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Akinsoji’s thoughts on Nigeria’s IMO Council Seat loss

Engr. Olu Akinsoji


By Olu Akinsoji
Let us as a nation, through the
appropriate authorities have a sober reflection on the outcome of the IMO
council election. 


In doing this, we should examine carefully the points raised
in an article titled ‘IMO Council Seat: Between Illusion and Reality’. 

I don’t
know the author, but I respect his views and acknowledge the points raised as
substantially valuable to uplift us in the comity of maritime nations.


In addition, it may enhance the
administrative processes of IMO instruments compliance, thereby strengthening
our capacity for development. 

Let us consider all the points raised in that
article, with necessary resources and strong political will to deal with the
issues.

In addition, the following
outstanding issues should also be equally dealt with:

1. The outcomes of the International
Conference on GoG Maritime Security.
2. Comprehensive implementation of
the legal instrument on the unlawful acts against maritime navigation in our
territorial waters.
3. Fulfilling effectively our
obligations as a regional coordinator of Maritime Search and Rescue,
4. Providing the environment for
international fleet development, aim at achieving progressive national tonnage.
5. Train all personnel connected with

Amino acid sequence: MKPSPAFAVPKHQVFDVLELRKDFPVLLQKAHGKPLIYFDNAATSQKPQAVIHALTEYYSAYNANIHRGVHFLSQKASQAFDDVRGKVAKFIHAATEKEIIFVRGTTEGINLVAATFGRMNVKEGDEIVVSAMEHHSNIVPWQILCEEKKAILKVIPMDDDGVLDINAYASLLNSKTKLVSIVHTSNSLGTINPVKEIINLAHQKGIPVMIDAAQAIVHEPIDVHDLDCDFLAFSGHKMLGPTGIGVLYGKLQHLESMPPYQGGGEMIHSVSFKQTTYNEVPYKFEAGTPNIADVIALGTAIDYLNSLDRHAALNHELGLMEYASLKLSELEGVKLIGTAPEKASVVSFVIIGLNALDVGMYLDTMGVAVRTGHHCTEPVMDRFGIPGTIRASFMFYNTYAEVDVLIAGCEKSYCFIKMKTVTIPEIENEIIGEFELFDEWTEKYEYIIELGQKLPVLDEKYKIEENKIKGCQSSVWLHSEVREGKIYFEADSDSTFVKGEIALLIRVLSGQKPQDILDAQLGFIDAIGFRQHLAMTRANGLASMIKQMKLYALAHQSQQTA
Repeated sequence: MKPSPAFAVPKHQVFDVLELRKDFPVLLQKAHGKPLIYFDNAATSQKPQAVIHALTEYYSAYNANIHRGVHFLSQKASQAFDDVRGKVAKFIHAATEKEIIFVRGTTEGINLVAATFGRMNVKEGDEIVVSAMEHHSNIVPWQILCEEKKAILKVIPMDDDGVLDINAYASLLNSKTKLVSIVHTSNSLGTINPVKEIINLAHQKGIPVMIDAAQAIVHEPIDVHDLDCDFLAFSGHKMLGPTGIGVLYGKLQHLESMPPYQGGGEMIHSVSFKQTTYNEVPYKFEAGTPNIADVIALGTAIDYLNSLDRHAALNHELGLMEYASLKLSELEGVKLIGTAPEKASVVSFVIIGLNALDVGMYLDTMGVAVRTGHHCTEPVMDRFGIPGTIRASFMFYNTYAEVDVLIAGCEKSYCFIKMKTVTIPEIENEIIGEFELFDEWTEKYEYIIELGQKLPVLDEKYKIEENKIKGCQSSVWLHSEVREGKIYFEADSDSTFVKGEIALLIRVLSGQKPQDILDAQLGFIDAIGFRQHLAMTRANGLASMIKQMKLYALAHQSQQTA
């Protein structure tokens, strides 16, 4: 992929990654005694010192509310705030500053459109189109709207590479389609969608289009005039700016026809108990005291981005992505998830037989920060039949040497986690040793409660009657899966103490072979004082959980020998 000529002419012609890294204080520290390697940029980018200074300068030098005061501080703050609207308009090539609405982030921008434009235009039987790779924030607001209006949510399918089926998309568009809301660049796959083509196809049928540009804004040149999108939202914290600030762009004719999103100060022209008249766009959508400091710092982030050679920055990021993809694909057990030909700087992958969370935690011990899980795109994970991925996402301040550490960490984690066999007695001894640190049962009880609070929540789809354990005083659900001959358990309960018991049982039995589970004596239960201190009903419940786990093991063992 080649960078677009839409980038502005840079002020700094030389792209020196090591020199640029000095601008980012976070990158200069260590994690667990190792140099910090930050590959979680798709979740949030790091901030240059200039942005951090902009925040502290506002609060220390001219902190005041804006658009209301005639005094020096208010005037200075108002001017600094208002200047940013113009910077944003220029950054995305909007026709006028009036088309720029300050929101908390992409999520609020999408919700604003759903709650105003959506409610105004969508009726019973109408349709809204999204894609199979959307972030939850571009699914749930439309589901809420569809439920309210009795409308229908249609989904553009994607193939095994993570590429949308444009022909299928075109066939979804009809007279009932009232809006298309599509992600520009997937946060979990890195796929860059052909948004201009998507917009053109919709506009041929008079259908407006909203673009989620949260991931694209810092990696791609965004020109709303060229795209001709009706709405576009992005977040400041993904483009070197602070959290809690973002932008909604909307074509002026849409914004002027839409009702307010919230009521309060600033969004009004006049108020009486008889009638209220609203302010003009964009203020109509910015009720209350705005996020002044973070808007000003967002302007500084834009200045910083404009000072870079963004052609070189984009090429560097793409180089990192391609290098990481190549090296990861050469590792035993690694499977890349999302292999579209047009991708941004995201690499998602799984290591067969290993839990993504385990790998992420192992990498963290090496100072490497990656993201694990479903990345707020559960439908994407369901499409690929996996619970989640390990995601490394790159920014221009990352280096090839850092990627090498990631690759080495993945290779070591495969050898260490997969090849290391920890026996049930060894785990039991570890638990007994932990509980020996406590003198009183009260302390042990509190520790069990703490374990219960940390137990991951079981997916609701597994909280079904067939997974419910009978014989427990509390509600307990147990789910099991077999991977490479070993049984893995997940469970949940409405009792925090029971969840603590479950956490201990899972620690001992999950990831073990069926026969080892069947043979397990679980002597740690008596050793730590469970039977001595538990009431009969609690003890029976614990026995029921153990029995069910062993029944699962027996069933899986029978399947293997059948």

the implementation of IMO instruments to have deep knowledge on tangible issues
and processes.
 6. Strengthen national representative at IMO
to be able to participate effectively in the day to day activities of IMO with
corresponding effective linkage with the relevant national authorities.
7. Let us monitor our obligations
effectively and deal with them accordingly with easily retrievable records.
Above is my humble contribution to
this topical issue.

Olu Akinsoji is a marine engineer of great repute. He was a Director General , Government Inspector of Shipping, until his office was merged with the National Maritime Authority to form the safety component of the Nigerian Maritime Administration and Safety Agency. He pioneered the establishment of  the office of the Alternate Permanent Representative of Nigeria to the International Maritime Organisation in the High Commission, London.

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